Blackwell Publishing Journal Backfiles 1879-2005
Changes in the levels of ethylene, 1-aminocyclopropane-1-carboxylic acid (ACC), 1-(malonylamino)cyclopropane-1-carboxylic acid (MACC) and polyamines were simultaneously investigated during the early phases of alfalfa somatic embryogenesis. These included the period of induction and subculture of callus, and 3- and 7-day suspension cultures for the induction of somatic embryogenesis. The polyamines contained in the embryogenic callus were found to include putrescine (Put), spermidine (Spd) and spermine (Spm), but the level of Spm was much less than that of Put and Spd. There was a dramatic increase in MACC after induction of embryogenesis, and ACC levels were lower in somatic embryos than in embryogenic callus. Induction of embryogenesis for 3 days increased the levels of ACC and polyamines to a maximum level, and these then reduced as the embryogenesis proceeded. The ratios of Put/Spd and ACC/MACC were decreased during the induction. This indicated that both high levels of ACC and polyamines might be a prerequisite for early differentiation during the induction of the embryogenesis. Thus, there appears not to be competition between polyamine biosynthesis and ethylene biosynthesis at least during the induction of somatic embryogenesis, because both the polyamines and ACC were simultaneously increased during the induction period. Conversion of ACC into MACC and the maintenance of a relatively high level of polyamines, especially Spd, appear to be important for further development of the embryos.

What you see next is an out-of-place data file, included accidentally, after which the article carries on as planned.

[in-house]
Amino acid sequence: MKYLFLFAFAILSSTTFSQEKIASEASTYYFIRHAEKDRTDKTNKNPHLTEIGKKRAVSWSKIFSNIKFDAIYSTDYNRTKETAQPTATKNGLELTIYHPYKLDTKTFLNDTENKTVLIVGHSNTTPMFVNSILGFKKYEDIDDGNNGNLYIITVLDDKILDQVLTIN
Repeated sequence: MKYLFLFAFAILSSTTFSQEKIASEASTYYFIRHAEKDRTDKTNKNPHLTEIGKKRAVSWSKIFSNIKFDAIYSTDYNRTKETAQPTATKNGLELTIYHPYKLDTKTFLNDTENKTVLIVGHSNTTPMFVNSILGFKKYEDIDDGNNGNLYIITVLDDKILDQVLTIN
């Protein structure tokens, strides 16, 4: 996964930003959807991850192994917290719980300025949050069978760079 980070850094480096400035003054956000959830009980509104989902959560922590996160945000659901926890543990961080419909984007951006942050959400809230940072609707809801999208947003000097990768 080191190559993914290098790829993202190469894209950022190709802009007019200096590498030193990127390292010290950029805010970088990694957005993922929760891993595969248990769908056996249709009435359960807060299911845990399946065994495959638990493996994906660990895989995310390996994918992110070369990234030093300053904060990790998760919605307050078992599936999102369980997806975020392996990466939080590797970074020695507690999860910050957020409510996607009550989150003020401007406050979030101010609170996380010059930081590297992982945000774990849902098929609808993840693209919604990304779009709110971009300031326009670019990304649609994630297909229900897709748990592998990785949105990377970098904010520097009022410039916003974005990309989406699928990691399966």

When aminooxylvinylglycine (AOA) was added at the initiation of the callus subculture, it had no significant effect on the callus growth, the ethylene production and ACC level of the callus. However, AOA increased the numbers of the embryos accompanying an increase in Spd level and S-adenosylmethionine decarboxylase (SAMDC) activity. Thus, the AOA effect could be associated with Spd increase rather than with the effect of ethylene biosynthesis.
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